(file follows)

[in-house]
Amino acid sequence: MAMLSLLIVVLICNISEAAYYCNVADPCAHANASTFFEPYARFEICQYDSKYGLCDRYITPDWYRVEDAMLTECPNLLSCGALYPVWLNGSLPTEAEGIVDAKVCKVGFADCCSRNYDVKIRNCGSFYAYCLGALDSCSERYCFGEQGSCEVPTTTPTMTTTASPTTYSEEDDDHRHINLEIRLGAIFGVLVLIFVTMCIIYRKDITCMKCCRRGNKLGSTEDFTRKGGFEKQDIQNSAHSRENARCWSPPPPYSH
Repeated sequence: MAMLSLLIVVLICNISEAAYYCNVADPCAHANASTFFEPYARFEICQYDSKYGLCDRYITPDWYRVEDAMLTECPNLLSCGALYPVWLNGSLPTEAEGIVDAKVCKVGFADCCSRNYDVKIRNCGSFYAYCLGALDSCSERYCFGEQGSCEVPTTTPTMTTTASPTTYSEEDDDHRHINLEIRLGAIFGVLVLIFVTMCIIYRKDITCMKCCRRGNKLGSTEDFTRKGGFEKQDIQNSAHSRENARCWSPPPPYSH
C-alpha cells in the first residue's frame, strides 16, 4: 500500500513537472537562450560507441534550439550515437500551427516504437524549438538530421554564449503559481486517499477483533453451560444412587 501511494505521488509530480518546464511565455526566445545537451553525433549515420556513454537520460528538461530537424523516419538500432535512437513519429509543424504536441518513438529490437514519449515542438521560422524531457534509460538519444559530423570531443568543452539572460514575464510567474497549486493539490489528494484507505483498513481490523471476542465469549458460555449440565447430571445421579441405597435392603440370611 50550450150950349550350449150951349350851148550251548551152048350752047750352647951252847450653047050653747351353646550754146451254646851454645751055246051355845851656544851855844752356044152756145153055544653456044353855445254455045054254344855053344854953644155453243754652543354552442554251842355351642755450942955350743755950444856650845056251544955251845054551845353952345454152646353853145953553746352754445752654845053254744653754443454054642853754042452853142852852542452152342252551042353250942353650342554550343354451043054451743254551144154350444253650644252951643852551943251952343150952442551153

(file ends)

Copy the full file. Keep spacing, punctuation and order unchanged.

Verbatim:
[in-house]
Amino acid sequence: MAMLSLLIVVLICNISEAAYYCNVADPCAHANASTFFEPYARFEICQYDSKYGLCDRYITPDWYRVEDAMLTECPNLLSCGALYPVWLNGSLPTEAEGIVDAKVCKVGFADCCSRNYDVKIRNCGSFYAYCLGALDSCSERYCFGEQGSCEVPTTTPTMTTTASPTTYSEEDDDHRHINLEIRLGAIFGVLVLIFVTMCIIYRKDITCMKCCRRGNKLGSTEDFTRKGGFEKQDIQNSAHSRENARCWSPPPPYSH
Repeated sequence: MAMLSLLIVVLICNISEAAYYCNVADPCAHANASTFFEPYARFEICQYDSKYGLCDRYITPDWYRVEDAMLTECPNLLSCGALYPVWLNGSLPTEAEGIVDAKVCKVGFADCCSRNYDVKIRNCGSFYAYCLGALDSCSERYCFGEQGSCEVPTTTPTMTTTASPTTYSEEDDDHRHINLEIRLGAIFGVLVLIFVTMCIIYRKDITCMKCCRRGNKLGSTEDFTRKGGFEKQDIQNSAHSRENARCWSPPPPYSH
C-alpha cells in the first residue's frame, strides 16, 4: 500500500513537472537562450560507441534550439550515437500551427516504437524549438538530421554564449503559481486517499477483533453451560444412587 501511494505521488509530480518546464511565455526566445545537451553525433549515420556513454537520460528538461530537424523516419538500432535512437513519429509543424504536441518513438529490437514519449515542438521560422524531457534509460538519444559530423570531443568543452539572460514575464510567474497549486493539490489528494484507505483498513481490523471476542465469549458460555449440565447430571445421579441405597435392603440370611 50550450150950349550350449150951349350851148550251548551152048350752047750352647951252847450653047050653747351353646550754146451254646851454645751055246051355845851656544851855844752356044152756145153055544653456044353855445254455045054254344855053344854953644155453243754652543354552442554251842355351642755450942955350743755950444856650845056251544955251845054551845353952345454152646353853145953553746352754445752654845053254744653754443454054642853754042452853142852852542452152342252551042353250942353650342554550343354451043054451743254551144154350444253650644252951643852551943251952343150952442551153